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Syrian rebels lose strategic town, bolstering Assad

By Erika Solomon

Syrian forces and their Lebanese Hezbollah allies seized control of the border town of Qusair on Wednesday, dealing a strategic defeat to rebel fighters battling for two years to overthrow President Bashar al-Assad.

Outgunned rebels said they had retreated from Qusair, which lies on a vital cross-border supply route with Lebanon, after two weeks of fierce battles that marked the Shi’ite Hezbollah group’s deepest involvement yet in Syria’s civil war.

A Hezbollah fighter told Reuters the town had fallen in a rapid overnight offensive, allowing tanks and troops to roll into the rubble-strewn streets after dawn, with many buildings in the city centre reduced to mounds of twisted concrete.

“We will not hesitate to crush with an iron fist those who attack us. … Their fate is surrender or death,” the Syrian armed forces command said in statement. “We will continue our string of victories until we regain every inch of Syrian land.”

Hezbollah’s Al-Manar television showed a man climbing the bullet-pocked clock-tower in the town’s wrecked and mangled central square to plant a Syrian flag.

Bolstered by his Iranian and Russian backers, Assad’s forces have launched a series of counter-offensives in recent weeks against mainly Sunni Muslim rebels battling to overthrow him and end his minority Alawite family’s four-decade grip on power.

A member of a pro-Assad Syrian militia said the military focus may now move to the northern province of Aleppo, which has been largely in rebel hands for the last year.

Assad’s upturn in fortunes could further diminish hopes of concessions at a peace conference the United States and Russia are seeking to convene, with Damascus increasingly confident of success against a ragtag opposition that is short of weapons.

Qusair had been in rebel hands for more than a year, denying Assad an important corridor through the central province of Homs which links Damascus to the coastal heartland of Assad’s minority Alawite sect, an offshoot of Shi’ite Islam.

“Whoever controls Qusair controls the centre of the country, and whoever controls the centre of the country controls all of Syria,” said Syrian Brigadier-General Yahya Suleiman, speaking to Beirut-based Mayadeen television.


More than 80,000 people have been killed since the Syrian revolt erupted in March 2011, and 1.6 million refugees have fled a conflict which has fueled sectarian tensions across the Middle East, spilled over into Lebanon and divided world powers.

U.S. and Russian officials were due to meet the U.N.-Arab League envoy for Syria, Lakhdar Brahimi, in Geneva later on Wednesday to discuss plans for the planned peace conference.

Syrian artillery and aircraft had pounded Qusair in recent days and humanitarian agencies warned earlier this week that as many as 1,500 wounded were trapped in the town. Their fate was not immediately clear.

The International Committee of the Red Cross said it hoped to gain access to Qusair to deliver food and medical aid to civilians. Syrian authorities had told the ICRC this week that its aid workers could enter once military operations were over.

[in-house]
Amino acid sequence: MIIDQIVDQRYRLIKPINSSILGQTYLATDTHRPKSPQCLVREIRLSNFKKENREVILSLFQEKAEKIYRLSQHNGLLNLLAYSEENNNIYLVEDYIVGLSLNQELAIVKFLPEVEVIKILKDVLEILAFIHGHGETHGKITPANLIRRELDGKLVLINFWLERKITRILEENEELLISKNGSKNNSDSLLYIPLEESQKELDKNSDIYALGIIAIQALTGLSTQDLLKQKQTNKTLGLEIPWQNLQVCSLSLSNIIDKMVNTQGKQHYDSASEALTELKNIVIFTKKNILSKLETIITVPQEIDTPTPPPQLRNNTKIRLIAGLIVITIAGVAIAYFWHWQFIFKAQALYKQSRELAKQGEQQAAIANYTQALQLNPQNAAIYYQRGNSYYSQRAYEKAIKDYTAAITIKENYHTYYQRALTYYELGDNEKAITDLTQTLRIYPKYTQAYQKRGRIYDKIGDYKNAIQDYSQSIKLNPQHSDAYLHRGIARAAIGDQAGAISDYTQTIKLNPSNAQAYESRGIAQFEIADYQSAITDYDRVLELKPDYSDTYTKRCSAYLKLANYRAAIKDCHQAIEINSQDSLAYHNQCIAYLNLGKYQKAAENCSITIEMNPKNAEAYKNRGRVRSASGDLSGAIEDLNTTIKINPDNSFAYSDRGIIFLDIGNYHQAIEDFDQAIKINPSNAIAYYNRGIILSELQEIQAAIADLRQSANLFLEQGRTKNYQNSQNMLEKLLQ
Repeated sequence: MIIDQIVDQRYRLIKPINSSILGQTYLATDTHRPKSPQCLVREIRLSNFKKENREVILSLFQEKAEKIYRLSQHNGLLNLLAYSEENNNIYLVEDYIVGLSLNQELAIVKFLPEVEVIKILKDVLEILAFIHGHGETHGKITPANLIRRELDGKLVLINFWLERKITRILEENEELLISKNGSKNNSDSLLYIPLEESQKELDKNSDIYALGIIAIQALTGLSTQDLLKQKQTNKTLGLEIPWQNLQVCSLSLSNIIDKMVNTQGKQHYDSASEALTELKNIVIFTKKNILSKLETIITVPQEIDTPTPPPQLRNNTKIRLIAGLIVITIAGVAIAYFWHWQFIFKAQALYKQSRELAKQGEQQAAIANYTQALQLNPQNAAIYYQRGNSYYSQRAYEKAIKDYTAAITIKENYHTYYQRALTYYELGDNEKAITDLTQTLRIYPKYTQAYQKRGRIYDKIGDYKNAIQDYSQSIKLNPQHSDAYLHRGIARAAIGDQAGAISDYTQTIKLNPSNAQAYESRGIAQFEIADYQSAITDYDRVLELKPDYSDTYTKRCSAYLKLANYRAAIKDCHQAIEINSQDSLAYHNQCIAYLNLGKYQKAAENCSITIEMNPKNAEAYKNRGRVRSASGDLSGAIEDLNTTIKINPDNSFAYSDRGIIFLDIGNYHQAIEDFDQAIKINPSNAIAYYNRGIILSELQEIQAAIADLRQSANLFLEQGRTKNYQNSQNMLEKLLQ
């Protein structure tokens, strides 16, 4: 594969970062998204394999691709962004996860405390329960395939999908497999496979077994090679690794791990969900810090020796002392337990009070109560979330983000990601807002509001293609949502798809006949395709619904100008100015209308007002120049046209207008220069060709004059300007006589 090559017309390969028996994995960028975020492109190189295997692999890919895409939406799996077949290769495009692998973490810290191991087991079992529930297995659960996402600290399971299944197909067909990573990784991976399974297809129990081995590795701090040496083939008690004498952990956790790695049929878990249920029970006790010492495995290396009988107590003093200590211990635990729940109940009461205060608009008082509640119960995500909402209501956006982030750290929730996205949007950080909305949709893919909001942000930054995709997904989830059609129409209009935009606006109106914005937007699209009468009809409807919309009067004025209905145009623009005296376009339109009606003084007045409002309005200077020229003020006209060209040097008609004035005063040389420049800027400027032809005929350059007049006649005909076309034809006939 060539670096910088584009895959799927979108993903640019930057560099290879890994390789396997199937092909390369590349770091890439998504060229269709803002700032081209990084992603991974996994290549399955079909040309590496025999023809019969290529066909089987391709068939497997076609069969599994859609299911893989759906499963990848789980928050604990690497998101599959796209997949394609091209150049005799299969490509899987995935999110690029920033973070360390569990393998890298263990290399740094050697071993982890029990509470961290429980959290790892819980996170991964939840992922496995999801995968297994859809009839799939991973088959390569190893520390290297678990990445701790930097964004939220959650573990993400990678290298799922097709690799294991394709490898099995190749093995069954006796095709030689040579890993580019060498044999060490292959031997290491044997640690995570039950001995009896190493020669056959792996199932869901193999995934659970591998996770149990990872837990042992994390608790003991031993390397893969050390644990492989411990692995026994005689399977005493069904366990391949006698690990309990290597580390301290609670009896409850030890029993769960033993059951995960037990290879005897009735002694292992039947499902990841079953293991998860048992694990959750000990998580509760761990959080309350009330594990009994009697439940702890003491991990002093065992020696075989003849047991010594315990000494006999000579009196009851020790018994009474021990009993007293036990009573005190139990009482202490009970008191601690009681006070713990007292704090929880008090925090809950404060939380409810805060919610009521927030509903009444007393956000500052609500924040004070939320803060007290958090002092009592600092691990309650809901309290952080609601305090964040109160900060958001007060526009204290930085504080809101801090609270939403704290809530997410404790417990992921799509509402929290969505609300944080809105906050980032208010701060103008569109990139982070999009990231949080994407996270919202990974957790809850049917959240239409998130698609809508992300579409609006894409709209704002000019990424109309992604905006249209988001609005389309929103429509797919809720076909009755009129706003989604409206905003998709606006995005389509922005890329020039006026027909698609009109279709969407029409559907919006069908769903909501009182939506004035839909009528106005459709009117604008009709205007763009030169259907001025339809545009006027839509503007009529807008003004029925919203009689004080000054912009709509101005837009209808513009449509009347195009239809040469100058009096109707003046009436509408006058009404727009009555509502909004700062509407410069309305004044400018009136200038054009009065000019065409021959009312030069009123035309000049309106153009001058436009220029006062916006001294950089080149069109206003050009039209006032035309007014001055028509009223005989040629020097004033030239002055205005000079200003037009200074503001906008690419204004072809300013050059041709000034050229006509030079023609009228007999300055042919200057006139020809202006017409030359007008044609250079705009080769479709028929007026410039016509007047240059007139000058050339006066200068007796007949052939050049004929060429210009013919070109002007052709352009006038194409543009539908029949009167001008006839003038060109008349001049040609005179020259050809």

The rebels said in a statement they had pulled out “in face of this huge arsenal (of pro-Assad forces) and a lack of supplies and the blatant intervention of Hezbollah … Dozens of fighters stayed behind and ensured the withdrawal of their comrades along with the civilians”.

Assad’s forces had left an escape route into Debaa and the Lebanese border town of Arsal to encourage rebel fighters to quit Qusair, once home to some 30,000 people, said a security source with ties to Syrian forces.

A rebel commander in contact with the brigades that retreated said the decision to withdraw was taken after a day of rocket fire from the Syrian army and Hezbollah that “levelled what had remained” of Qusair. “An exit remained open from the north and the fighters took a decision to leave from there.”

In the Hezbollah stronghold of southern Beirut, residents set off celebratory fireworks as news of Qusair’s fall spread.

In the Lebanese town of Qasr close to Syria, crowds waved Hezbollah and Syrian flags in jubilation. Locals distributed sweets to mark the rebel defeat just across the border.

A senior Lebanese political source close to Hezbollah said the victory was a strategic success that would boost the morale of Assad’s allies. He suggested that Hezbollah would not necessarily intervene directly in other battles but might offer indirect help to the Syrian army.

“The battle will continue in all regions, but I believe Aleppo (will be) first,” he said.

Underlining a possible further spillover of the conflict into Lebanon, the commander of the rebel Free Syria Army warned that it might target Hezbollah on its home turf.

“Hezbollah fighters are invading Syrian territory. And when they continue to do that and the Lebanese authorities don’t take any action to stop them coming to Syria, I think we are allowed to fight Hezbollah fighters inside (Lebanese) territory,” Salim Idriss told the BBC.

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